• Open Access

Australian general practitioners' views and use of tests to detect early prostate cancer


CSAHS Needs Assessment and Health Outcomes Unit, Locked Bag 8, Newtown, NSW 2042. Fax: (02) 9515 3348.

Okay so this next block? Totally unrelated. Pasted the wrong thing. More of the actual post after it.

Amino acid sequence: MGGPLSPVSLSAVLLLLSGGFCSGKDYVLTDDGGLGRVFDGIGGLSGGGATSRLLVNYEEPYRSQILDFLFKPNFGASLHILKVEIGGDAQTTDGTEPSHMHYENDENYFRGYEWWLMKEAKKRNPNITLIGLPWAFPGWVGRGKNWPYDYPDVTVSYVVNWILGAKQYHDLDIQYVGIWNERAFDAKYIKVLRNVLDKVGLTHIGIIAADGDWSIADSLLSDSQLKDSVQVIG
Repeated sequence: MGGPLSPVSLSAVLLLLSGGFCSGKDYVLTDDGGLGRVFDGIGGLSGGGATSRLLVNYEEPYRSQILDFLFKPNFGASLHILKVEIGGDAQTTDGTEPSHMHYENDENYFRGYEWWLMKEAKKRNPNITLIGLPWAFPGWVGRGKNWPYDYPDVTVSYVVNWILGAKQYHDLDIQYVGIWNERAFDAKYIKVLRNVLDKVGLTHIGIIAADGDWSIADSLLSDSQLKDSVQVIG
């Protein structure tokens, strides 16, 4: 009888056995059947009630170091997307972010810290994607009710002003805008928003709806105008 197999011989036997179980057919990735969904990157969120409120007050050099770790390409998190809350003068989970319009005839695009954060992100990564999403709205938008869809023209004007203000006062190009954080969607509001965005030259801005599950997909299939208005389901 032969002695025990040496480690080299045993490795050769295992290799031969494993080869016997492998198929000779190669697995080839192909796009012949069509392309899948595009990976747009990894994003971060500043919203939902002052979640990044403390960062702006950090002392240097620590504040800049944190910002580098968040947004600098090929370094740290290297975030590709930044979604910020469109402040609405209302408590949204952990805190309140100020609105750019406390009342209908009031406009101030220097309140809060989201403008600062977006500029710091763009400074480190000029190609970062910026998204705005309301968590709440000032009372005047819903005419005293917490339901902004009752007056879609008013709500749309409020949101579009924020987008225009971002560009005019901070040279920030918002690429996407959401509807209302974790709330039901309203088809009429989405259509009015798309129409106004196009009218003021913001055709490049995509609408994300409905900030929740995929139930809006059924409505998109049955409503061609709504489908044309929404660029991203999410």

To describe general practitioners' current beliefs, knowledge and self-reported practices in prostate cancer screening, we conducted a national survey of 1,271 general practitioners, obtaining 855 completed questionnaires (67% response rate). Available tests for prostate cancer screening, namely DRE and PSA alone and in combination, were indicated to be effective by 49%, 43% and 68% of respondents respectively, with older GPs significantly more likely to hold these views. The effect of guidelines was mixed. Less than 8% of respondents indicated they did not recommend screening. Although the majority of GPs were unlikely to adopt an opportunistic approach to prostate cancer screening, 63%, 57% and 46% indicated they would recommend DRE, PSA or both respectively during a dedicated health check up. Awareness of relevant guidelines was low, with nearly half of respondents unable to recall publications from the RACGP or ACS. Counter-intuitively, awareness of ACS guidelines for prostate cancer screening (which advise against screening) was significantly associated with the converse behaviour. Findings from this first national study behove proactive and highly targeted dissemination in general practice of the AHTAC policy announced by the Commonwealth Health Minister in August 1996.